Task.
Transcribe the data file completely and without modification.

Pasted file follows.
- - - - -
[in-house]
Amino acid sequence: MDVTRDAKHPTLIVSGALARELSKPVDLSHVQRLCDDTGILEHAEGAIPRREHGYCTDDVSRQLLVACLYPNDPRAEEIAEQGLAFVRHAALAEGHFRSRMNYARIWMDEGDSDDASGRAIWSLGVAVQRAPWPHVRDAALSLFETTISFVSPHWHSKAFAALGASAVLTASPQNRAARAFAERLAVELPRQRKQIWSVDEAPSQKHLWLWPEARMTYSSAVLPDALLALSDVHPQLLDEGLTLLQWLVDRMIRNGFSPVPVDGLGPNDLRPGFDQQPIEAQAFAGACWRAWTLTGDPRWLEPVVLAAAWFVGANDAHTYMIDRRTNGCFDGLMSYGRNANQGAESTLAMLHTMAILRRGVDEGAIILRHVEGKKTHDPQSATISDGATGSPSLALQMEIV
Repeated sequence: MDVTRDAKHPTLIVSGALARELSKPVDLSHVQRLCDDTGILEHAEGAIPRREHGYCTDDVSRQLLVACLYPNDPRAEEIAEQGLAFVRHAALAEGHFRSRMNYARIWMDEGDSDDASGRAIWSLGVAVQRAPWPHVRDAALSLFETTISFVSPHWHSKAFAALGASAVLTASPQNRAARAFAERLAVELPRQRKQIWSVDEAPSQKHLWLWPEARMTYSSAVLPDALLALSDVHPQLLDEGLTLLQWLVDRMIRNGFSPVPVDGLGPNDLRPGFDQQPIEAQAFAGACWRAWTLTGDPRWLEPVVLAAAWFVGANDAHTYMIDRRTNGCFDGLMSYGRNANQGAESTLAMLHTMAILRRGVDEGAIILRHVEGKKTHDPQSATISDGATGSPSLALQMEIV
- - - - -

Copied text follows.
[in-house]
Amino acid sequence: MDVTRDAKHPTLIVSGALARELSKPVDLSHVQRLCDDTGILEHAEGAIPRREHGYCTDDVSRQLLVACLYPNDPRAEEIAEQGLAFVRHAALAEGHFRSRMNYARIWMDEGDSDDASGRAIWSLGVAVQRAPWPHVRDAALSLFETTISFVSPHWHSKAFAALGASAVLTASPQNRAARAFAERLAVELPRQRKQIWSVDEAPSQKHLWLWPEARMTYSSAVLPDALLALSDVHPQLLDEGLTLLQWLVDRMIRNGFSPVPVDGLGPNDLRPGFDQQPIEAQAFAGACWRAWTLTGDPRWLEPVVLAAAWFVGANDAHTYMIDRRTNGCFDGLMSYGRNANQGAESTLAMLHTMAILRRGVDEGAIILRHVEGKKTHDPQSATISDGATGSPSLALQMEIV
Repeated sequence: MDVTRDAKHPTLIVSGALARELSKPVDLSHVQRLCDDTGILEHAEGAIPRREHGYCTDDVSRQLLVACLYPNDPRAEEIAEQGLAFVRHAALAEGHFRSRMNYARIWMDEGDSDDASGRAIWSLGVAVQRAPWPHVRDAALSLFETTISFVSPHWHSKAFAALGASAVLTASPQNRAARAFAERLAVELPRQRKQIWSVDEAPSQKHLWLWPEARMTYSSAVLPDALLALSDVHPQLLDEGLTLLQWLVDRMIRNGFSPVPVDGLGPNDLRPGFDQQPIEAQAFAGACWRAWTLTGDPRWLEPVVLAAAWFVGANDAHTYMIDRRTNGCFDGLMSYGRNANQGAESTLAMLHTMAILRRGVDEGAIILRHVEGKKTHDPQSATISDGATGSPSLALQMEIV